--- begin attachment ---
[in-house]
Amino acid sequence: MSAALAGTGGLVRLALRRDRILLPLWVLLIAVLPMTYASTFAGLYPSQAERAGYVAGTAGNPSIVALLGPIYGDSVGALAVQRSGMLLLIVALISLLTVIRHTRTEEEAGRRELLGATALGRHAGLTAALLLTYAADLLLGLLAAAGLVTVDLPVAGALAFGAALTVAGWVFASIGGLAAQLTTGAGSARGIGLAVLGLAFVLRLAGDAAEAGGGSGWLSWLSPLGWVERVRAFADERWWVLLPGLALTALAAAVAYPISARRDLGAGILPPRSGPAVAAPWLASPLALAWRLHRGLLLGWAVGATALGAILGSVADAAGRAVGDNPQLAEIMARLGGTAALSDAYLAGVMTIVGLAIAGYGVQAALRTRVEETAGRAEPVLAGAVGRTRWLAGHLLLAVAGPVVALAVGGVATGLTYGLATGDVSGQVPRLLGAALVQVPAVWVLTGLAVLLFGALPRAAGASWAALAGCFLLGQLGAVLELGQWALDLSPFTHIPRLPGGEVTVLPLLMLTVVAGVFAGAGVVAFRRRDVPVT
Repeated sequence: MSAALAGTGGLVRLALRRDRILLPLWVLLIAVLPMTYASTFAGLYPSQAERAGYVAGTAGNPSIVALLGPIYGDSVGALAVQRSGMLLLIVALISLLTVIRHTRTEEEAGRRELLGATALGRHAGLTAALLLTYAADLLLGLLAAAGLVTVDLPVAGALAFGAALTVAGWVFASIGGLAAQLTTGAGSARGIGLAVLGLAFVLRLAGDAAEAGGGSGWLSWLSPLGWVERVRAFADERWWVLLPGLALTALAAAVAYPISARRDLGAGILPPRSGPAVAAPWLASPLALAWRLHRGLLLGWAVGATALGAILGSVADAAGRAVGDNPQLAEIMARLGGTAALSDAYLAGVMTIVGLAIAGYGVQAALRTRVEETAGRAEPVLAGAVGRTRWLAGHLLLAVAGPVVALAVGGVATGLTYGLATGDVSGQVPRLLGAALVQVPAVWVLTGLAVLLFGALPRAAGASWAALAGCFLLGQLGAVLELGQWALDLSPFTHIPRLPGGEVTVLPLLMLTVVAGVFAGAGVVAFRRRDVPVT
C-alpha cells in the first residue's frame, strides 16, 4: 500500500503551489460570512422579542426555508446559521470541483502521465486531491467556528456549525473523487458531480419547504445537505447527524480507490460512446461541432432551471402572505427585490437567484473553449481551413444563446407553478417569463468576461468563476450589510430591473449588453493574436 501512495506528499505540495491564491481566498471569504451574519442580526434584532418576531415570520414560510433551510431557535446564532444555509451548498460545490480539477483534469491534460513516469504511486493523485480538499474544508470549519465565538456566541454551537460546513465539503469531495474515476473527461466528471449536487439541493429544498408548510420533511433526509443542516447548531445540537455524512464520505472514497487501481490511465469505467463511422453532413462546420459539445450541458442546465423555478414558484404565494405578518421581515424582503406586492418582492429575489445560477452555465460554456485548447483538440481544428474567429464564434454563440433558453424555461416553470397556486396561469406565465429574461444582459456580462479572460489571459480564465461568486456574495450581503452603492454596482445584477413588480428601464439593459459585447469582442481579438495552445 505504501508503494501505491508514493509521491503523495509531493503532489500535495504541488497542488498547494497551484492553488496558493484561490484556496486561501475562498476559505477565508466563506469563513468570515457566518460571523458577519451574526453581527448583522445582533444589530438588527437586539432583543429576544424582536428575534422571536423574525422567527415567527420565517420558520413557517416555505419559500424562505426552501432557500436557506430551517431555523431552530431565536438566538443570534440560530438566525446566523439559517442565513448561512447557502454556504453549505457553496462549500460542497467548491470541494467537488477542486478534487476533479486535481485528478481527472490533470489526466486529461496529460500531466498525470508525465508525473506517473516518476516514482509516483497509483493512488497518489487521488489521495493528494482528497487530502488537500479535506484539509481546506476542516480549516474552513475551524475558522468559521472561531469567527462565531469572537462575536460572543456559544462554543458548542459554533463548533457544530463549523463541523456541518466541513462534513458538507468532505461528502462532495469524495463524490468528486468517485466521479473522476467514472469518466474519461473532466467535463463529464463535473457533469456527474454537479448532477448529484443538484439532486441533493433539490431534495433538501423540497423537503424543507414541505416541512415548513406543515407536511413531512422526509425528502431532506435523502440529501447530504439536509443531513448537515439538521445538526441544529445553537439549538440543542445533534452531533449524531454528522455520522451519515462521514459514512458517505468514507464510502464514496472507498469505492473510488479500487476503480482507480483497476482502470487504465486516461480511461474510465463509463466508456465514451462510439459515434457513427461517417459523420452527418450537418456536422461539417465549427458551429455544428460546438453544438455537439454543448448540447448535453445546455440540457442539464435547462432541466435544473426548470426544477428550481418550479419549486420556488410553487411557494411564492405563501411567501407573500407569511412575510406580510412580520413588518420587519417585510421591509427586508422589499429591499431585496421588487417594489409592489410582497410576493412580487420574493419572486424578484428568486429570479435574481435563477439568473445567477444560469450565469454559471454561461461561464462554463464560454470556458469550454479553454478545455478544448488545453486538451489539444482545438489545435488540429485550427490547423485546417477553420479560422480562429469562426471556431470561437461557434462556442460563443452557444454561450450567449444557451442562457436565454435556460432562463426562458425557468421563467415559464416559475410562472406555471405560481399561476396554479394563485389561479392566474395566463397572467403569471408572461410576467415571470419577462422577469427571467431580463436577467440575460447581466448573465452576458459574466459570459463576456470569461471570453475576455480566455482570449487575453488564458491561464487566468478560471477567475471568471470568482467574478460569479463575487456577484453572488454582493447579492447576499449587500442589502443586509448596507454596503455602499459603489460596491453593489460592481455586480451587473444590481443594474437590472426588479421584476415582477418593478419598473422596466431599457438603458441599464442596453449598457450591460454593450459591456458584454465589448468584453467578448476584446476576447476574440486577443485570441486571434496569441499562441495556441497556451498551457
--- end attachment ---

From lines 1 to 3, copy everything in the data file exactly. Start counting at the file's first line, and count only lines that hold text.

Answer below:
[in-house]
Amino acid sequence: MSAALAGTGGLVRLALRRDRILLPLWVLLIAVLPMTYASTFAGLYPSQAERAGYVAGTAGNPSIVALLGPIYGDSVGALAVQRSGMLLLIVALISLLTVIRHTRTEEEAGRRELLGATALGRHAGLTAALLLTYAADLLLGLLAAAGLVTVDLPVAGALAFGAALTVAGWVFASIGGLAAQLTTGAGSARGIGLAVLGLAFVLRLAGDAAEAGGGSGWLSWLSPLGWVERVRAFADERWWVLLPGLALTALAAAVAYPISARRDLGAGILPPRSGPAVAAPWLASPLALAWRLHRGLLLGWAVGATALGAILGSVADAAGRAVGDNPQLAEIMARLGGTAALSDAYLAGVMTIVGLAIAGYGVQAALRTRVEETAGRAEPVLAGAVGRTRWLAGHLLLAVAGPVVALAVGGVATGLTYGLATGDVSGQVPRLLGAALVQVPAVWVLTGLAVLLFGALPRAAGASWAALAGCFLLGQLGAVLELGQWALDLSPFTHIPRLPGGEVTVLPLLMLTVVAGVFAGAGVVAFRRRDVPVT
Repeated sequence: MSAALAGTGGLVRLALRRDRILLPLWVLLIAVLPMTYASTFAGLYPSQAERAGYVAGTAGNPSIVALLGPIYGDSVGALAVQRSGMLLLIVALISLLTVIRHTRTEEEAGRRELLGATALGRHAGLTAALLLTYAADLLLGLLAAAGLVTVDLPVAGALAFGAALTVAGWVFASIGGLAAQLTTGAGSARGIGLAVLGLAFVLRLAGDAAEAGGGSGWLSWLSPLGWVERVRAFADERWWVLLPGLALTALAAAVAYPISARRDLGAGILPPRSGPAVAAPWLASPLALAWRLHRGLLLGWAVGATALGAILGSVADAAGRAVGDNPQLAEIMARLGGTAALSDAYLAGVMTIVGLAIAGYGVQAALRTRVEETAGRAEPVLAGAVGRTRWLAGHLLLAVAGPVVALAVGGVATGLTYGLATGDVSGQVPRLLGAALVQVPAVWVLTGLAVLLFGALPRAAGASWAALAGCFLLGQLGAVLELGQWALDLSPFTHIPRLPGGEVTVLPLLMLTVVAGVFAGAGVVAFRRRDVPVT